Malaysia and the Philippines will always have ties with each other – we are, after all, from the same racial line – we have the same facial features and the same warmth and hospitality that always seem to help us make friends anywhere and everywhere we go.
I’ve been to Kota Kinabalu before so when I was invited by the Tourism Department of Malaysia for a trip to Kota Kinabalu, I didn’t think for one second and just said “Yes!”
Kota Kinabalu or KK as it is more popularly known, is the bustling city of Sabah in the mysterious and alluring Borneo Peninsula. It is a beautiful picturesque marriage of nature and urbanization. It was known as “Jesselton” back in 1881 and was named so after Sir Charles Jessel, the Vice-Chairman of the British North Borneo Chartered Company. Jesselton was also known as Api-Api which literally means “fire-fire” although the real reason behind the name has not been confirmed, some say it’s because of the frequent fires that are caused by the fireworks set off during festive celebrations but others say that it’s from the trees that grow abundantly along the coast that the locals use for firewood. Whatever the real reason is, I believe that it’s because of the warmth and the hospitality that the KK people show that makes the nick name very apropos.
Kota Kinabalu has it all – from luxurious hotels and resorts that have all the amenities and activities you could ever want to wild life adventure where you can meet the beautiful Orangutans and Proboscis Monkeys by the river. Train buffs will be excited to know that the North Borneo Railway still operates a train ride on their original steam train and orchid enthusiasts will go gaga over the hundreds of species of orchids that are endemic to the island. Golfers are treated to perfectly manicured and maintained golf courses that have the sea or the jungle as their backdrop while sea lovers can scuba dive, snorkel, parasail or just lounge by the beach to soak up the rays.
My first stop was at the Tempurung Seaside Lodge in Kuala Penyu, about 2 hours from the airport. Though the place is quite a trip from the airport, Tempurung Seaside Lodge is a place that appeals to those who are looking for privacy, are ecologically conscious and who love nature. The lodge is being run by Borneo Authentic Adventure who also runs the Kilias River Cruise – a dinner and river cruise combo where you can see the famous Proboscis Monkey (I was told he is the playboy of the Borneo jungle) and enjoy a meal after.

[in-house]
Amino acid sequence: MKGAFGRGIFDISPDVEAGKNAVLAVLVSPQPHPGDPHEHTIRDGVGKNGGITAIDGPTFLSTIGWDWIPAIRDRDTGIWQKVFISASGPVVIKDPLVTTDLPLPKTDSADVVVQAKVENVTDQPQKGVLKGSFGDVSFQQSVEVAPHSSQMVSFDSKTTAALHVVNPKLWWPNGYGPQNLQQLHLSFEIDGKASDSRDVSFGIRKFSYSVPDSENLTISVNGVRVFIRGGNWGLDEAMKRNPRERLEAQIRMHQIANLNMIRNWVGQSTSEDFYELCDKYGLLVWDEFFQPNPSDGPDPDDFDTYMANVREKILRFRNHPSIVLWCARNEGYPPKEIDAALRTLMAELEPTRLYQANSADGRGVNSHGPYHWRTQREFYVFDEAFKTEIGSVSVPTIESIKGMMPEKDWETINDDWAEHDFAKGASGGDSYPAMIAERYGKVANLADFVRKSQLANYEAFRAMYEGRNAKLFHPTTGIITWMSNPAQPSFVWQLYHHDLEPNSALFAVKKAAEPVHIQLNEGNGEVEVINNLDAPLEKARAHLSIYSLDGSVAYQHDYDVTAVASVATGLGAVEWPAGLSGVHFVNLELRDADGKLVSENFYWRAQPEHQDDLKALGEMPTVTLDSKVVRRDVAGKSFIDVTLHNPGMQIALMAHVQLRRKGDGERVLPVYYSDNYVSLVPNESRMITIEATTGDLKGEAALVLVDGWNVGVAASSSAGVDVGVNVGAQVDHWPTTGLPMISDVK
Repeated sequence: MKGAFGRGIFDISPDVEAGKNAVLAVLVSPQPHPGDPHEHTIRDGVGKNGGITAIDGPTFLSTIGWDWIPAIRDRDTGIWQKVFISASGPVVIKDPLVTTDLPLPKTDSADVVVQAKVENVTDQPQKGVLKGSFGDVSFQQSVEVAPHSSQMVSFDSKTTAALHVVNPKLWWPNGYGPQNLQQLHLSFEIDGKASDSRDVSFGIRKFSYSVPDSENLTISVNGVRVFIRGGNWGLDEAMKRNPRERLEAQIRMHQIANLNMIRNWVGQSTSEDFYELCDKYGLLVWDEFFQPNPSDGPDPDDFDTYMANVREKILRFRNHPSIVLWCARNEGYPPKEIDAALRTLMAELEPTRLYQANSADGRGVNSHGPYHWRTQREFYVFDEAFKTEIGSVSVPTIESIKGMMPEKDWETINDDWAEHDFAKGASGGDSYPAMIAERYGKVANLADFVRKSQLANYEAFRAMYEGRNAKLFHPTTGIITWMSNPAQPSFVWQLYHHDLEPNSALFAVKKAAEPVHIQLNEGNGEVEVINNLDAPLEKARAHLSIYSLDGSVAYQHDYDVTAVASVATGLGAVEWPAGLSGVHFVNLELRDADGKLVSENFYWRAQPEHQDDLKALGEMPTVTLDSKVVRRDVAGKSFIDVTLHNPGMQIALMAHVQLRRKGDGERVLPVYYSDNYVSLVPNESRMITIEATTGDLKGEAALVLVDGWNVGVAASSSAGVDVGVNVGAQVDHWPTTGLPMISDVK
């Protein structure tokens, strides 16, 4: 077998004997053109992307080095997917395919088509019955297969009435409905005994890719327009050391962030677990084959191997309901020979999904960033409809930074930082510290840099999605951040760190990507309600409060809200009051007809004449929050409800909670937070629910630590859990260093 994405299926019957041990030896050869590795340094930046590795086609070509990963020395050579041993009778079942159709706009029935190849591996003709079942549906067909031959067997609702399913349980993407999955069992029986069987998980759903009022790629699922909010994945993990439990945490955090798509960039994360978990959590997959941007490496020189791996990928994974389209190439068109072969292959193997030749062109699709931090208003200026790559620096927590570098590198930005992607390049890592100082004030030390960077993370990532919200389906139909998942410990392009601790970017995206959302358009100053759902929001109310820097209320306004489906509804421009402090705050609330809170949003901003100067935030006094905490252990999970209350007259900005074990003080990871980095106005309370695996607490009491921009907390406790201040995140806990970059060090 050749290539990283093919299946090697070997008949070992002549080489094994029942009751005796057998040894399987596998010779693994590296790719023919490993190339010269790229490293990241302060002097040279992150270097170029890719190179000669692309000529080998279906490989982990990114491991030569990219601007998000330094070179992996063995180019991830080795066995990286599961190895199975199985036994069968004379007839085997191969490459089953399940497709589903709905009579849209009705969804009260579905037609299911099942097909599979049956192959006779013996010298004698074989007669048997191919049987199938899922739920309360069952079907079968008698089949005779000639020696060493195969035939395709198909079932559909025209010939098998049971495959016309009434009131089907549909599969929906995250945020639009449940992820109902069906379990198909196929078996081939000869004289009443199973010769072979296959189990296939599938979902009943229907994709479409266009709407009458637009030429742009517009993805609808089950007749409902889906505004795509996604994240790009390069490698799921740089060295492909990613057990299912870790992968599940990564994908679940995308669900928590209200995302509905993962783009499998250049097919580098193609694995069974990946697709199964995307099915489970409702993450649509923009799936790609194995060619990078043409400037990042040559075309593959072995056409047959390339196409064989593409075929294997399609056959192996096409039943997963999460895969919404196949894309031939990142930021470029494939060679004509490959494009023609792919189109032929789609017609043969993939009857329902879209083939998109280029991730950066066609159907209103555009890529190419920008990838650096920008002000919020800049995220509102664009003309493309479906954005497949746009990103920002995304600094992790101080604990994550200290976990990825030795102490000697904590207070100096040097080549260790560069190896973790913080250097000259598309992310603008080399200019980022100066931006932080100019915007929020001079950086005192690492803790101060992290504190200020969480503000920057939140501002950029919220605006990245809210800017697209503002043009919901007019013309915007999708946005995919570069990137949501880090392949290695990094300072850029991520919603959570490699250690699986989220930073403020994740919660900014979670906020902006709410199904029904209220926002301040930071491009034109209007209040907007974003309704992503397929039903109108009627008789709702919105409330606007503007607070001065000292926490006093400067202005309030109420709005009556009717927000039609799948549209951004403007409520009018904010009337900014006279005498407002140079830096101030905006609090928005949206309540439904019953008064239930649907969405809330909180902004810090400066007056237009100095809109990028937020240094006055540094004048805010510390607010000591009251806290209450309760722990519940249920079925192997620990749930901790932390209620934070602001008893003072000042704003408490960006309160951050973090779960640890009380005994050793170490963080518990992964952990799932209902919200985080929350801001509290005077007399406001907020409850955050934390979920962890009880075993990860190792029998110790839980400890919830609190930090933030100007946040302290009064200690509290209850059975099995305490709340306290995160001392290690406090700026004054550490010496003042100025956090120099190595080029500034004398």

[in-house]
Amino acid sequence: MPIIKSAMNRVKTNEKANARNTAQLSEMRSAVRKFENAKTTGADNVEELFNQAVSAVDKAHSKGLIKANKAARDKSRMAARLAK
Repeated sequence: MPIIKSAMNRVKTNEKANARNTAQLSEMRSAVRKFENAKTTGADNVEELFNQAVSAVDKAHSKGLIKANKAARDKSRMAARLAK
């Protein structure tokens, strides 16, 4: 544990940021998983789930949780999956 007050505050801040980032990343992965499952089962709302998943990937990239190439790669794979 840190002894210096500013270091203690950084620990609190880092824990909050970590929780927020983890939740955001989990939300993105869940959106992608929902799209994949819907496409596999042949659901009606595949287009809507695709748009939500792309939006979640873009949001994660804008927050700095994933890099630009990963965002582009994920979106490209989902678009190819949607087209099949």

I went beach combing and made a couple of friends – both the human and furry kind. Our dinner that night was composed of lovely home-cooked traditional Sabah meals. I completely fell in love with their sambal sauce, which was home made! My first night had a perfect of ending of me being lulled to sleep by the sound of the waves.
We bade our goodbyes to our hosts and as we travel to our next stop, we saw this building that had holes on its sides and was surrounded by water just like a moat would to a castle. We asked Arlene, our guide from Borneo Authentic, and she said that these buildings are put on the land that was given to farmers as some sort of land tax. The buildings are used to attract swifts (or is it swallows?) to make nests inside them. Bird calls are amplified with the use of speakers to attract the birds and then when the eggs hatch, someone from the government harvest the nest to sell and export for Bird’s Nest soup. I thought this was an AMAZING idea! Farming these birds will cause stress on the birds and may affect the quality of the nest. The birds are encouraged to pro-create, they’re protected from insects or other large predators and the people who usually climb cliffs to harvest the nests don’t need to risk their lives in getting them! Wow. That was so brilliant in its simplicity and effectivity.